So I realise I never uploaded this talk I gave in July. Which is a shame as I think it was quite good. It is, however, unashamedly theoretical and niche – it’s for researchers who are interested in political ecology theory, rather then the broader audience of mining and CSR that most of my blog is for. You can listen to the talk here:
I’ll be presenting a paper on How does corporate social responsibility affect national politics? The case of mining in Ghana, Peru and Zambia at the annual Development Studies Association Conference in Oxford tomorrow. The abstract reads thusly:
This paper examines the national politics of mining and corporate social responsibility (CSR) in Zambia, Ghana and Peru. The paper draws on research conducted as part of 3-year British Academy Postdoctoral Fellowship looking at the role of international standards in mining company behaviour in developing countries. It begins by outlining political settlements theory, focussing on elite bargaining and the drivers of political stability. The paper then uses this conceptual framework to explore the ways in which CSR and the behaviour of mining companies affect national politics and natural resource governance in Ghana, Peru, and Zambia. Geographical and historical specificity are argued to be central to understanding the ways in which CSR affects political settlements in these countries, in particular the role of memory and the timing of resource booms. These are explored in each case study country to show the different meanings and functions CSR takes on in different regulatory contexts before examining how mining companies use CSR to attempt to minimise regulation and taxation burden, effectively aiming to produce enclave forms of extraction. Here, CSR is argued to be a useful window into the political activities of firms and an important part of how they engage in the national-level politics of host countries.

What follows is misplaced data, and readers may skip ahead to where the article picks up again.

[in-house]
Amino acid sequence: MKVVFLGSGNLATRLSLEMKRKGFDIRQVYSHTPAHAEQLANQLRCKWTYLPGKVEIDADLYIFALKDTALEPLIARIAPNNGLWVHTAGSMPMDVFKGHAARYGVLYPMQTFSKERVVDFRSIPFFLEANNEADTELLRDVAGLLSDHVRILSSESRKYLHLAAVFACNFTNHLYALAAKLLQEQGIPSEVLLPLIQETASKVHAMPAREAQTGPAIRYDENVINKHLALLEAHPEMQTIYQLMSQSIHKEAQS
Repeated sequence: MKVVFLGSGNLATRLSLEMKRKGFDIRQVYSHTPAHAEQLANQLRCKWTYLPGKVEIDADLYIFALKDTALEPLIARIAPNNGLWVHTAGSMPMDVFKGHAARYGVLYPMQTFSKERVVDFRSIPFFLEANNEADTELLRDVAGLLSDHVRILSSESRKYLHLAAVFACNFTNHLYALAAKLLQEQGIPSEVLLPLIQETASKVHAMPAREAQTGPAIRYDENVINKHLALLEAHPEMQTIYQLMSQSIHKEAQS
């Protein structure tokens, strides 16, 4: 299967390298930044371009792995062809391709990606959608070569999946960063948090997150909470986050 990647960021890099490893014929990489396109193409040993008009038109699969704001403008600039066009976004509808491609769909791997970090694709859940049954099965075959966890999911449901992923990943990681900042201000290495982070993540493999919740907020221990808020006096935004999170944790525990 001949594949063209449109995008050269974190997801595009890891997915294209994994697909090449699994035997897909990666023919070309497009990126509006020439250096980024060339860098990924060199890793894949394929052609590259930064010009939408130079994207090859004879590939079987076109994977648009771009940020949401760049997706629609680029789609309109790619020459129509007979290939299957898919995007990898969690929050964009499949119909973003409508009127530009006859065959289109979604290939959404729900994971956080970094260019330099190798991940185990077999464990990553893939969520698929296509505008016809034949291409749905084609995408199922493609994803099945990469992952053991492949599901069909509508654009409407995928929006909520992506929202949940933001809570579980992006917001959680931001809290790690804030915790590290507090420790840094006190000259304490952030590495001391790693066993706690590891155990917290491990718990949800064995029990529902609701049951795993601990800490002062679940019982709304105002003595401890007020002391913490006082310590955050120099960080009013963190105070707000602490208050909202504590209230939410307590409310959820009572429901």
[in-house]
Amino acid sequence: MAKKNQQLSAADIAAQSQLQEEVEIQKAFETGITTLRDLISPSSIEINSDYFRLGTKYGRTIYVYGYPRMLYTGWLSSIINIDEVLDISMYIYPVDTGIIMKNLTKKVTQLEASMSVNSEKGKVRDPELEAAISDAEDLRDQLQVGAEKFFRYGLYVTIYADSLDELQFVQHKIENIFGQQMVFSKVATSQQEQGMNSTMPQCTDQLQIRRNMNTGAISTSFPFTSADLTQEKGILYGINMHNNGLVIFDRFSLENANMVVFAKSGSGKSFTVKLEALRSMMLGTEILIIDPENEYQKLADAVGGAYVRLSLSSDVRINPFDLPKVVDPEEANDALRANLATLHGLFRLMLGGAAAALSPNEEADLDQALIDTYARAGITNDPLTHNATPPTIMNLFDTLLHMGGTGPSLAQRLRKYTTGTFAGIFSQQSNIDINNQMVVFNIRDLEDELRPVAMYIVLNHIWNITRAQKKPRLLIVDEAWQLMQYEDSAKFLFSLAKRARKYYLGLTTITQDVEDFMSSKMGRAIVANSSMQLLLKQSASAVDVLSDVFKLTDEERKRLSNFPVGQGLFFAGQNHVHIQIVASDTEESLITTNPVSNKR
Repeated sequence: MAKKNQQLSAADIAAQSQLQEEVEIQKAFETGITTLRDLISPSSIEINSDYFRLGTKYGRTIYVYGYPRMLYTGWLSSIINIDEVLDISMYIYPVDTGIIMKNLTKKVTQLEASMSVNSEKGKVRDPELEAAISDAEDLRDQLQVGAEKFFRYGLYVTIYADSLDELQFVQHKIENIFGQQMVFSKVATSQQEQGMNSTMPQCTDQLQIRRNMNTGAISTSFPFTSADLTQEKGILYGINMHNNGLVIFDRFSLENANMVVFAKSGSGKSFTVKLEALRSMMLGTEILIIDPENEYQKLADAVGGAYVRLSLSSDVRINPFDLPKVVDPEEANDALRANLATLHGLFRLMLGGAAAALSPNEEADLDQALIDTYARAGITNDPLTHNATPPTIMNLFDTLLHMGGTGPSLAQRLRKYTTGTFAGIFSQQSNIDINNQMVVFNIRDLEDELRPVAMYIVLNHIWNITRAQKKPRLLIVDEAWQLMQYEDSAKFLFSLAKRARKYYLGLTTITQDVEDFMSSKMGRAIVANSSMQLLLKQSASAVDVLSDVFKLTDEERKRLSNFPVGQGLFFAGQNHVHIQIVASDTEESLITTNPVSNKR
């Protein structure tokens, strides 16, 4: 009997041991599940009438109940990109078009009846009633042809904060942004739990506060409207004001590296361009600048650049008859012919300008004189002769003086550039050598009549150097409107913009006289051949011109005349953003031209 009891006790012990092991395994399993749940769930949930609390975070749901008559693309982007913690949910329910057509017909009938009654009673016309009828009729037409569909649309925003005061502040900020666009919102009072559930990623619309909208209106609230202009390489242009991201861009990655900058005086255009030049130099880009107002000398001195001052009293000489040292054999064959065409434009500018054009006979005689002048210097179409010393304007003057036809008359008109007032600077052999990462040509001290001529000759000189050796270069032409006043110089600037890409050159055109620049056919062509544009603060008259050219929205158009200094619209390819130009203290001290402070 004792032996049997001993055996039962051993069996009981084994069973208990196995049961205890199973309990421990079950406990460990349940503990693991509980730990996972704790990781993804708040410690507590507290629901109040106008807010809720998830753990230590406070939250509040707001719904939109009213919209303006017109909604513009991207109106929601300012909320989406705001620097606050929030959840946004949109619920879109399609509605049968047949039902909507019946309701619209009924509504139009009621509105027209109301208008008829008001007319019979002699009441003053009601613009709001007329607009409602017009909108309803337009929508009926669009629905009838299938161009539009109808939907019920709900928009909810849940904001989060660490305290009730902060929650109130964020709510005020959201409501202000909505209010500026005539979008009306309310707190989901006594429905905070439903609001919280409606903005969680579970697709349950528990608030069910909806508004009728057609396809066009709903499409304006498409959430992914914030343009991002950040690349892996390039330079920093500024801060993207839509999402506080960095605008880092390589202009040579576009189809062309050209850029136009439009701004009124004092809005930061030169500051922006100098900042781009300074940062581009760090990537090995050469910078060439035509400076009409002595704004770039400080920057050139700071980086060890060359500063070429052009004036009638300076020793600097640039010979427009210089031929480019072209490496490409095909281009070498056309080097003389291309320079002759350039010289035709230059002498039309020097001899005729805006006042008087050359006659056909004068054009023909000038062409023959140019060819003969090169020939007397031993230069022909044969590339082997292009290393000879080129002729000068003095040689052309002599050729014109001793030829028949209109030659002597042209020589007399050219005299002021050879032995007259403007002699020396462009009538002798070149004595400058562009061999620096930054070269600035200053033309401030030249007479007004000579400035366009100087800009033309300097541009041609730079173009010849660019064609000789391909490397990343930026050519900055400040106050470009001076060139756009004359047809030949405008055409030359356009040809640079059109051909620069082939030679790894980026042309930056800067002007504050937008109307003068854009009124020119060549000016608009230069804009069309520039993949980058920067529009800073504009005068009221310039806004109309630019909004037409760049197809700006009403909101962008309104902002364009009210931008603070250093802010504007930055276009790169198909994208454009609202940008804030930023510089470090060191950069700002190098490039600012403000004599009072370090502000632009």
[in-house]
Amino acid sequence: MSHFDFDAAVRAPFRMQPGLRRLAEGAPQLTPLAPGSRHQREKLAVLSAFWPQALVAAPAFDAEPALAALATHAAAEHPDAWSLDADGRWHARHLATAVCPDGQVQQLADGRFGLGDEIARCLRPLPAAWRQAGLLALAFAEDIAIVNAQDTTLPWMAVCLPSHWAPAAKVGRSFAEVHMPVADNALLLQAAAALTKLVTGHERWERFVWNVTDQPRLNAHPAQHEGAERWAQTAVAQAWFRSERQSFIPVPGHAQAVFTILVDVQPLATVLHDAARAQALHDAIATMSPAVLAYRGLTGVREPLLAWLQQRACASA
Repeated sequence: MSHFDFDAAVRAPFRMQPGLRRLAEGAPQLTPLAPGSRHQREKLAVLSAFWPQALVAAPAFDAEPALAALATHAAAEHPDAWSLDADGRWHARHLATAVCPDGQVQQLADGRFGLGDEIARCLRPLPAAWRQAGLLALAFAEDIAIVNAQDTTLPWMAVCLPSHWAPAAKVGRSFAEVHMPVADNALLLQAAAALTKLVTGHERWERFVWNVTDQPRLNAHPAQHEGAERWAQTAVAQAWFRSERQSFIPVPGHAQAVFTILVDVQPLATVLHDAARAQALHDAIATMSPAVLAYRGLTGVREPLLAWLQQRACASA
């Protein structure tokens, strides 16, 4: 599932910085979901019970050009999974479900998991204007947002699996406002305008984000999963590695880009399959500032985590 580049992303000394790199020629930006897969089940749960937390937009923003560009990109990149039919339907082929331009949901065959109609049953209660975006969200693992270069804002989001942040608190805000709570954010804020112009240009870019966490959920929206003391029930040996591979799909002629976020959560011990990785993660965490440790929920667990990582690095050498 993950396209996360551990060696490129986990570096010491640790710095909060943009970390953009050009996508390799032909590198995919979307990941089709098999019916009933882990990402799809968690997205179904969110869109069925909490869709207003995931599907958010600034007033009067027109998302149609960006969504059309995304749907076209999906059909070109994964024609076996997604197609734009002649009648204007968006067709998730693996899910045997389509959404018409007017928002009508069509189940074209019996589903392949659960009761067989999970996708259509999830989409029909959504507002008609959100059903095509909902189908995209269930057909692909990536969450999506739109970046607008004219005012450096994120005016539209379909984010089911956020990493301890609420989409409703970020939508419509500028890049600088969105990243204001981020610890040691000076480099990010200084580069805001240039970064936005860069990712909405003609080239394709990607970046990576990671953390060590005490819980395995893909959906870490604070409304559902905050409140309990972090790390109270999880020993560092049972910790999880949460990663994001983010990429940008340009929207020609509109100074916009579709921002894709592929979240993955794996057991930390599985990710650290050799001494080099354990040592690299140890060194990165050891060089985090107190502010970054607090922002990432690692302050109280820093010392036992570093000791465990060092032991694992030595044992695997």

I’m in session P19 in 4-5.30pm Room 7 (Examination Schools). See you there!
I have, today, signed a contract for a book with Oxford University Press. This is great news. This book is provisionally entitled Risk and responsibility: The politics of mining, corporate social responsibility and development. Though, this may well change as one of the bits of feedback from the reviewers was that they didn’t like the title. (Perhaps I should steal less from Austen for the title. Dickens instead perhaps?).
Here is a brief synopsis from the proposal: